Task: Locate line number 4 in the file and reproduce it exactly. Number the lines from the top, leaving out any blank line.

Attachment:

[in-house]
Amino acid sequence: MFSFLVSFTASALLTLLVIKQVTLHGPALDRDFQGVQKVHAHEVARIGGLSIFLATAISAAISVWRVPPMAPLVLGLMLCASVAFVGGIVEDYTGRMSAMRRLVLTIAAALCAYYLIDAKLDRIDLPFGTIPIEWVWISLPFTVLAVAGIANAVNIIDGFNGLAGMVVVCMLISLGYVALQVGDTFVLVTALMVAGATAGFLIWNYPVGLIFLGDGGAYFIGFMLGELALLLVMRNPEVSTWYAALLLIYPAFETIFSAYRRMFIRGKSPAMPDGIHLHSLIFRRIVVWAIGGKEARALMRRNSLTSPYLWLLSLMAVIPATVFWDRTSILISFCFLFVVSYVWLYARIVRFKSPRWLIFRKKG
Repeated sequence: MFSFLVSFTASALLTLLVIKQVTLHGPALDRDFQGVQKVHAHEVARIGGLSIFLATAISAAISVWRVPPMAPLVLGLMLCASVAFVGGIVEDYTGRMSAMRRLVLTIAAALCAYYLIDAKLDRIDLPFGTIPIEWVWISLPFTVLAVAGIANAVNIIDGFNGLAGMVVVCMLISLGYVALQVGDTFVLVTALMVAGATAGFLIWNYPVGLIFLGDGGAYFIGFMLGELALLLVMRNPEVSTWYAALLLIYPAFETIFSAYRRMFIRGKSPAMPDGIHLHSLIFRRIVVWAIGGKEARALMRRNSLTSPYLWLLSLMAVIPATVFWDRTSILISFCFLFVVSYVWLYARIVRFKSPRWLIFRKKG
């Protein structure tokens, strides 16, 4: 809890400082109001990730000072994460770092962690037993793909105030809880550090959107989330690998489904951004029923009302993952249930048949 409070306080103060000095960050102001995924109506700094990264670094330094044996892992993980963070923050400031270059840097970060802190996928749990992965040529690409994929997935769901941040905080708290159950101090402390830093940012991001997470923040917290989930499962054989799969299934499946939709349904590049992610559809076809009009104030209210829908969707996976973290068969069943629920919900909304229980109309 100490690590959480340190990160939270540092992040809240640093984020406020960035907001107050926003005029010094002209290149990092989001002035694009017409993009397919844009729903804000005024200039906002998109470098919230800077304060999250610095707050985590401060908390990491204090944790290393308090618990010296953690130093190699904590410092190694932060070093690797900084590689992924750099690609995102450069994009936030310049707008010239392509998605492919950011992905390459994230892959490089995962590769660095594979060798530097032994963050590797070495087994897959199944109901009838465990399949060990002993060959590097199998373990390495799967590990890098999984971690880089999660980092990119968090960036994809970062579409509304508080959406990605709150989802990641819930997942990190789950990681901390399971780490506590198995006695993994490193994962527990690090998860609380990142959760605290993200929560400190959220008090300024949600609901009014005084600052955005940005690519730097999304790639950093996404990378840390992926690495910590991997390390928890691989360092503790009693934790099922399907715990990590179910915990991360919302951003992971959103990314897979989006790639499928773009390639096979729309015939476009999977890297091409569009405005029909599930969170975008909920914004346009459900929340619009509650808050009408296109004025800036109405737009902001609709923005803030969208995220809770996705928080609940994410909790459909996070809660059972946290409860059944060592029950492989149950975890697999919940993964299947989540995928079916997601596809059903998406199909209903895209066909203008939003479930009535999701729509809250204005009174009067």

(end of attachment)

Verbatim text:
């Protein structure tokens, strides 16, 4: 809890400082109001990730000072994460770092962690037993793909105030809880550090959107989330690998489904951004029923009302993952249930048949 409070306080103060000095960050102001995924109506700094990264670094330094044996892992993980963070923050400031270059840097970060802190996928749990992965040529690409994929997935769901941040905080708290159950101090402390830093940012991001997470923040917290989930499962054989799969299934499946939709349904590049992610559809076809009009104030209210829908969707996976973290068969069943629920919900909304229980109309 100490690590959480340190990160939270540092992040809240640093984020406020960035907001107050926003005029010094002209290149990092989001002035694009017409993009397919844009729903804000005024200039906002998109470098919230800077304060999250610095707050985590401060908390990491204090944790290393308090618990010296953690130093190699904590410092190694932060070093690797900084590689992924750099690609995102450069994009936030310049707008010239392509998605492919950011992905390459994230892959490089995962590769660095594979060798530097032994963050590797070495087994897959199944109901009838465990399949060990002993060959590097199998373990390495799967590990890098999984971690880089999660980092990119968090960036994809970062579409509304508080959406990605709150989802990641819930997942990190789950990681901390399971780490506590198995006695993994490193994962527990690090998860609380990142959760605290993200929560400190959220008090300024949600609901009014005084600052955005940005690519730097999304790639950093996404990378840390992926690495910590991997390390928890691989360092503790009693934790099922399907715990990590179910915990991360919302951003992971959103990314897979989006790639499928773009390639096979729309015939476009999977890297091409569009405005029909599930969170975008909920914004346009459900929340619009509650808050009408296109004025800036109405737009902001609709923005803030969208995220809770996705928080609940994410909790459909996070809660059972946290409860059944060592029950492989149950975890697999919940993964299947989540995928079916997601596809059903998406199909209903895209066909203008939003479930009535999701729509809250204005009174009067």